Where shall a traveler look to see the distilled essence of our country? Our regional differences belie any such simple answer, which gets to the heart of the continuing conflict in Washington D.C.. Washington may be our capital city, named after our greatest general, but it is a bloodlessly administrative beehive jealous that the very names of Boston and Philadelphia seem embued with the symbolism of our Glorious Revolution, while New York and Los Angeles (Hollywood) are our cultural megaphones to the world and Las Vegas is our national id made manifest in the scorching western desert.

Where shall a traveler look? The answer is, I think, nowhere and that gets to the core of not only our problems in Washington but to the core of our uniquely American condition. The fact that Baltimore has been allowed to fail is of a piece with the failure of Detroit or Buffalo or Pittsburgh or the attempted shivving of New York City in the 1970's. Digby calls it tribalism, and I think that is a fair assessment of what we of late call Red State/Blue State because it isn't just regionalism or race or class or religion or musical preference, although all of those are factors. It is about some manner of amorphous cultural identity, of tendencies, of elective affinities. The most vocal of the proponents of this form of social identification can't rightly say what or whom is in any of these groups, but they sure as shit can tell you who and what isn't. Right now, we are organized along the lines of the Red Tribe and the Blue Tribe, though the clutural cleavages embodied in that formulation date back to before the Revolution, and though we can't fully and objectively list the pre-req's for membership in either tribe, the grounds for rejection are easily intuited: Pat Robertson is not in the Blue Tribe and Barbra Streisand is not in the Red.

The most sickening part of all this stupidity for me is that is so fucking artificial. I don't mean the underlying chasms in our culture - those are there and they are real and often dangerous, perhaps mortally - but the pervasiveness and intensity of the divides are wholly artifical. Which brings me back to Nixon. It is all about the ginned-up controversies and manufactured wedge-issues that drove that goddamned Southern Strategy.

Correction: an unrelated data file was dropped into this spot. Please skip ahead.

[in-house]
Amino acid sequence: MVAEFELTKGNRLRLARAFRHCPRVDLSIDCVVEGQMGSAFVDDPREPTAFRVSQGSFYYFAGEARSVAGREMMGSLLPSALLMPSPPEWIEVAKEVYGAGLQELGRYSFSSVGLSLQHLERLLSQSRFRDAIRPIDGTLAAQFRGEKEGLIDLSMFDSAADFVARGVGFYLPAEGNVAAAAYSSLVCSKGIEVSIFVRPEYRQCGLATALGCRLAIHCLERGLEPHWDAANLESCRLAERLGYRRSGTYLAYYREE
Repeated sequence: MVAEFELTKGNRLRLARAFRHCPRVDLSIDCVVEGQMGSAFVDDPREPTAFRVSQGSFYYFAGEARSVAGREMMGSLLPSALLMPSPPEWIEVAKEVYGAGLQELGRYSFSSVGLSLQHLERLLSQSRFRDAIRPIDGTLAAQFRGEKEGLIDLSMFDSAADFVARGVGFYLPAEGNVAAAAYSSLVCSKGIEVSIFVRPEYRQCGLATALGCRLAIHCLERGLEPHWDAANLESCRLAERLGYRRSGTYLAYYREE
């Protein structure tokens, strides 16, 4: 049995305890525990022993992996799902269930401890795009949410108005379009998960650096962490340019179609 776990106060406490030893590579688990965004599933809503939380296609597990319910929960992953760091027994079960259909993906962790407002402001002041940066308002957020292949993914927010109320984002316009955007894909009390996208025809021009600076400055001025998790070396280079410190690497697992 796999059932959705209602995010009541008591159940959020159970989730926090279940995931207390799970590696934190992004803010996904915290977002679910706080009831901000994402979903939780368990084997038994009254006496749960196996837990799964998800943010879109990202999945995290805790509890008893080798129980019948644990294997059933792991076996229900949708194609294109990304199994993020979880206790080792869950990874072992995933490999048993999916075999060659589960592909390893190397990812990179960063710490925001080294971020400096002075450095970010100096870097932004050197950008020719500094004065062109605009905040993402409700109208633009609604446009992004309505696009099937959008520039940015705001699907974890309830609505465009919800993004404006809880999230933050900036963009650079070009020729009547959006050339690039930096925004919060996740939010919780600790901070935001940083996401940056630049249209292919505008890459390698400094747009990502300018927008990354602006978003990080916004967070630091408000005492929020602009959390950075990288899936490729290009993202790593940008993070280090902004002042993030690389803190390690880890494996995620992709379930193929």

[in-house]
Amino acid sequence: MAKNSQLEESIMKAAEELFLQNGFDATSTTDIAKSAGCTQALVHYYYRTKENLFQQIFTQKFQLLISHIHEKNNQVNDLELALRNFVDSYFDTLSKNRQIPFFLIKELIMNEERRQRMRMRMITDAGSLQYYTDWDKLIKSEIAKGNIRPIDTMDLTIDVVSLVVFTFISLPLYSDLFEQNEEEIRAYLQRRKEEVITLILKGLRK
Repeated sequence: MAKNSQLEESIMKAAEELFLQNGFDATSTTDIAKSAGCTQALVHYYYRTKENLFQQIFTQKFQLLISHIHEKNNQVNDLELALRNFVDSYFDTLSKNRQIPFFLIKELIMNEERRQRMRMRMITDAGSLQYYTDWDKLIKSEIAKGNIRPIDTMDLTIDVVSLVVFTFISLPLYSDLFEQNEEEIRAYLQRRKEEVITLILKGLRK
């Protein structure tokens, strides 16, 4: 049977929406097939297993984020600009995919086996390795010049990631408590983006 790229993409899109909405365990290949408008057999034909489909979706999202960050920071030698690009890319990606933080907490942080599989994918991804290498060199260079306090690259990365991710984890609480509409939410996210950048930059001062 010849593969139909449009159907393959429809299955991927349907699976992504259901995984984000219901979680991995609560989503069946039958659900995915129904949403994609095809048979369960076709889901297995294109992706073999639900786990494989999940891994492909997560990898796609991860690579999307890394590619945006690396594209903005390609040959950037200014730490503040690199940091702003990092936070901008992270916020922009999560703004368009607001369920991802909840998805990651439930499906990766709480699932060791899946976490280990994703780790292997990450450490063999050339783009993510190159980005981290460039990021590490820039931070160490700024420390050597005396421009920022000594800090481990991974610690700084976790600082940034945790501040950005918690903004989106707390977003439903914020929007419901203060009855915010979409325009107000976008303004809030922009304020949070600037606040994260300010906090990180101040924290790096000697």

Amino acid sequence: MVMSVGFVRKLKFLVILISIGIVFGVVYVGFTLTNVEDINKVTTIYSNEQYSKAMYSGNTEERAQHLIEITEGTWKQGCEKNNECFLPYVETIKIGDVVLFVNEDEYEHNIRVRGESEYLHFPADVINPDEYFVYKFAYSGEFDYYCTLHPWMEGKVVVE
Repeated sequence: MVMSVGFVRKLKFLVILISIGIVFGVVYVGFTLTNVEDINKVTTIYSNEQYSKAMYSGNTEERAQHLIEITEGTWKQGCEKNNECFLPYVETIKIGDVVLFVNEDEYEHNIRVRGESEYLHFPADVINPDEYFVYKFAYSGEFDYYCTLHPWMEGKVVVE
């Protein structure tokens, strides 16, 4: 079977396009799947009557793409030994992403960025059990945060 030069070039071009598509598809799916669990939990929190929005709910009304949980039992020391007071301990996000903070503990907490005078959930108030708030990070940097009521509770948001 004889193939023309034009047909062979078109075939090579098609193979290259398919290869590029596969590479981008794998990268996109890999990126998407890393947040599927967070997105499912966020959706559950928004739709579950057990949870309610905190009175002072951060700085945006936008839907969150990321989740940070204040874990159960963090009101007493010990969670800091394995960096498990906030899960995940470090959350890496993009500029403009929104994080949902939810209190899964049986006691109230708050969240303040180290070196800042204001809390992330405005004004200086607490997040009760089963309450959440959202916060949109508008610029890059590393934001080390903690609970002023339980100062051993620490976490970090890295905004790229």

After Barry Goldwater damaged the foundations of our American consensus in '64, Nixon slithered into power through the widening cracks, a one-man wedge-issue utterly without conscience in exploiting the nastiest corners of the American psyche to get and keep votes in a decade that amounted to one long, sustained national family screaming match. His tactics nor his ruthless application of them were not new, but his success their use and the failure to adequately punish all bad actors upon discovery of the scope of his crimes has made everything since fruit of the poisonous tree. The GOP hegemony that lasted from November of 1968 until November of 2006 was built on Nixonian lies, muscle, manpower and mythology. No matter how important the Frost/Nixon interviews may have seemed at the time and ever since - now in the form of a hit Broadway play and new Ron Howard movie! - the fact that Nixon was not sent to prison like the common criminal he was, followed by all of his knowledgable co-conspirators, all on the pretext of protecting the dignity of the office and putting the past behind us for the good of the nation, allowed the Nixon cancer to metastasize until it has now spread throughout and consumed our whole body politic. Two days ago, Darth "The Big Dick" Cheney, unreconstructed Nixonite toady, has essentially dared President-elect Obama and the Democratic Congress to prosecute him for war crimes. We all know he won't and they won't and that is, in some perverse way, the more perfect coda than even Sarah "Moose-alini" Palin here at the bitter end of Nixon's GOP: the bad guys got all the money and rode off into the sunset while flipping the bird, roll credits.

And they did it with those artificial cultural issues, the chips on regional shoulders, the demonization of "Blue" places like cities, rife as they are with crime and negros and all those queers and snooty liberals and their dangerous "ideas". Baltimore as depicted in "The Wire" is perfect as neither a northern city punished by the toothless goobers for being on the winning side of The Civil War, nor a southern city (Maryland was a slave state, but did not secede) re-born as a sprawling, shiny, disorganized Sun Belt suburban metro-area non-city wasteland. It is merely an old, dirty, failing city - more of a overlarge town, really - choked to death by the ascension of a cultural hostility to the very idea of people gathering in cities. If my reference to our War Between the States seems too much of an historical call-back, I remind you that the great William Faulkner of Mississippi, a slave state that seceded if I recall correctly, once wrote "The past is never dead. It's not even past."

As a final point, our civil war has also been very much on my mind these days because I am re-watching Ken Burns' transcendant "The Civil War," a documentary so well made that it ceases to be a mere historical documentary and instead rises to the level of art. In so watching this magisterial work, I am reminded of our last president from Illinois and the challenges he faced. Digby recently touched on this, almost spooky in the timing as I began re-watching "The Civil War" on the same day she wrote about some Southern "partriots" who continue to deny that Lincoln was a great president and instead still consider him a hypocritical dictator and criminal. I leave the final analysis to Digby:

Yesterday, today and tomorrow: